2015: SO MUCH MORE …

CSI Sittingbourne is a community conservation project located in The Forum shopping centre which aims to involve Sittingbourne’s residents in the conservation of finds from The Meads excavations.

Under the direction of professional conservator Dana Goodburn-Brown some 50 volunteers have been trained in conservation techniques. In 2012, the project won the prestigious international Keck Award. Its fellow winner? The Acropolis Museum, Greece.

I was particularly touched by a volunteer’s account of a conversation with a visitor to the project. This inspired the encounter described in my story.



She trundled through the door, a shopping bag in either hand. I don’t know why she came or what interested her. I think she was just following the others.

It was an open day and visitors were drifting in and out, on their way to Tesco’s – or heading to the coffee shop: elderly couples, mothers with children, young lads from the council estate. And this woman with the plastic carrier bags who appeared at my shoulder, watching as I peered through a microscope.

“What are you looking at?” she asked.

“It’s a knife. Do you want to see?”

She dumped her bags in an untidy heap by my chair. Cat food, milk, sausages, a multi-pack of crisps, a box of eggs, sliced white bread. I wondered who she was and where she came from. Did she live alone with her cat or did she have a husband; one like mine who had lost heart when he lost his job and never left the house.

One of the bags collapsed. An apple rolled across the floor. But she didn’t seem to notice.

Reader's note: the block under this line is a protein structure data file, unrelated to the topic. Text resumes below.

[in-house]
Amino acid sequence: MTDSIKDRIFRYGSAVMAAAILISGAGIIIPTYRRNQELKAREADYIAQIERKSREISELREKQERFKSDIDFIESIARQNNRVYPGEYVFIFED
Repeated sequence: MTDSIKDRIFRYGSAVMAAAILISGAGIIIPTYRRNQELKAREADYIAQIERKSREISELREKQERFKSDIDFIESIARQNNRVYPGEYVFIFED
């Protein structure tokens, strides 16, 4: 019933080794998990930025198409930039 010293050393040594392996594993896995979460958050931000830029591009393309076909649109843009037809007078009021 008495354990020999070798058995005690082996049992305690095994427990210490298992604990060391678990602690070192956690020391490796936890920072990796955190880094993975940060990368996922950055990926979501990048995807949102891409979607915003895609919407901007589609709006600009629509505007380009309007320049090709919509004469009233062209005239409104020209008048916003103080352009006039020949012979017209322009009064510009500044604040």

Leaning across me, she was squinting through the microscope.

“Doesn’t look like a knife?” she said.

“That’s because it’s hundreds of years old. Anglo-Saxon,” I explained. “Things rot in the ground, even metal.”

She looked at me sadly. I wondered what she was thinking.

I began to rattle off the facts: 229 Anglo-Saxon graves; over 2,500 finds; swords, shields, spears – 20% more than the average for such sites; brooches inlaid with garnets; beads of glass, amber and amethyst – over 300 in one grave; and two glass drinking vessels in a burial-site over which a pub would soon be built in a location called The Meads. What irony!

She didn’t get the joke but, leaning closer, asked: “Whose was it?”

“We don’t know. But we’ve got his fingerprint.”

A sharp intake of breath; eyes wide, she looked at me with sudden interest.

“We think he was holding the knife and, when it corroded, his fingerprint was recorded in the residue.”

“Like a snapshot?” she said.

I nodded.

“So much more to find,” she murmured.

“Not all history is found in books,” I quipped.

“I can’t read or write,” she confided.

“I don’t suppose many of them could either,” I said, pointing to photographs of buckles and brooches, intricately wrought in gold.

She considered for a second then smiled, before gathering up her bags and shuffling towards the door.

I never saw her again. But I still think of her. The woman who knew that history is written in soil.


Photograph: CSI Sittingbourne conservation project in The Forum shopping centre